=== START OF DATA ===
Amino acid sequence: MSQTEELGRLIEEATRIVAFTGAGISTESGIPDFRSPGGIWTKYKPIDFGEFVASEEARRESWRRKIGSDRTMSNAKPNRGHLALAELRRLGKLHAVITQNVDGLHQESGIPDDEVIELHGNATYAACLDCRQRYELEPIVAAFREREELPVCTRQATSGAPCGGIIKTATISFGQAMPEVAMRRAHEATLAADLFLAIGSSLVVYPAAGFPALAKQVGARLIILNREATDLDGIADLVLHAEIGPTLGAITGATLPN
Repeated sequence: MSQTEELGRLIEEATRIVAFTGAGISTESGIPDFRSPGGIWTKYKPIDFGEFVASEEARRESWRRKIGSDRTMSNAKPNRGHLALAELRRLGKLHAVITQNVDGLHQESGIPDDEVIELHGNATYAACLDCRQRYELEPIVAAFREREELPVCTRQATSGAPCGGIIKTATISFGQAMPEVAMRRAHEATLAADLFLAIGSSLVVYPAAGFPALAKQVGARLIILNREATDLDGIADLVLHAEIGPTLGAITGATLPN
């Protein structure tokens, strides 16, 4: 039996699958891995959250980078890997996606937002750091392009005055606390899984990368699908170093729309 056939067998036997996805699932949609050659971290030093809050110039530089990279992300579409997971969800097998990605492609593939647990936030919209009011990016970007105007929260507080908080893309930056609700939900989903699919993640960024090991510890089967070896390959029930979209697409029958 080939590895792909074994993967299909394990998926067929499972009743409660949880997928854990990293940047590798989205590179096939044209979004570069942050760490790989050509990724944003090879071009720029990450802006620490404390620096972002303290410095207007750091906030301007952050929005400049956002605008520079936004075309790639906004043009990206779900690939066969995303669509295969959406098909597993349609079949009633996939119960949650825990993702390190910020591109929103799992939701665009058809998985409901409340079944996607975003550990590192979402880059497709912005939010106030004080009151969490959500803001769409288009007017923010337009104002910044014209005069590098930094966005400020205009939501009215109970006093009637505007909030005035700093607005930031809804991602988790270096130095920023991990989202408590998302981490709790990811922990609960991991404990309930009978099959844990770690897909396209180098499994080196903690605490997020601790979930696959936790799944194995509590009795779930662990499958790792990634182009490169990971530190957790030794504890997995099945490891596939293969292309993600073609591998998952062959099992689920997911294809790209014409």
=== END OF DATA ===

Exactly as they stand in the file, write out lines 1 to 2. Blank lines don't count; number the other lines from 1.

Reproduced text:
Amino acid sequence: MSQTEELGRLIEEATRIVAFTGAGISTESGIPDFRSPGGIWTKYKPIDFGEFVASEEARRESWRRKIGSDRTMSNAKPNRGHLALAELRRLGKLHAVITQNVDGLHQESGIPDDEVIELHGNATYAACLDCRQRYELEPIVAAFREREELPVCTRQATSGAPCGGIIKTATISFGQAMPEVAMRRAHEATLAADLFLAIGSSLVVYPAAGFPALAKQVGARLIILNREATDLDGIADLVLHAEIGPTLGAITGATLPN
Repeated sequence: MSQTEELGRLIEEATRIVAFTGAGISTESGIPDFRSPGGIWTKYKPIDFGEFVASEEARRESWRRKIGSDRTMSNAKPNRGHLALAELRRLGKLHAVITQNVDGLHQESGIPDDEVIELHGNATYAACLDCRQRYELEPIVAAFREREELPVCTRQATSGAPCGGIIKTATISFGQAMPEVAMRRAHEATLAADLFLAIGSSLVVYPAAGFPALAKQVGARLIILNREATDLDGIADLVLHAEIGPTLGAITGATLPN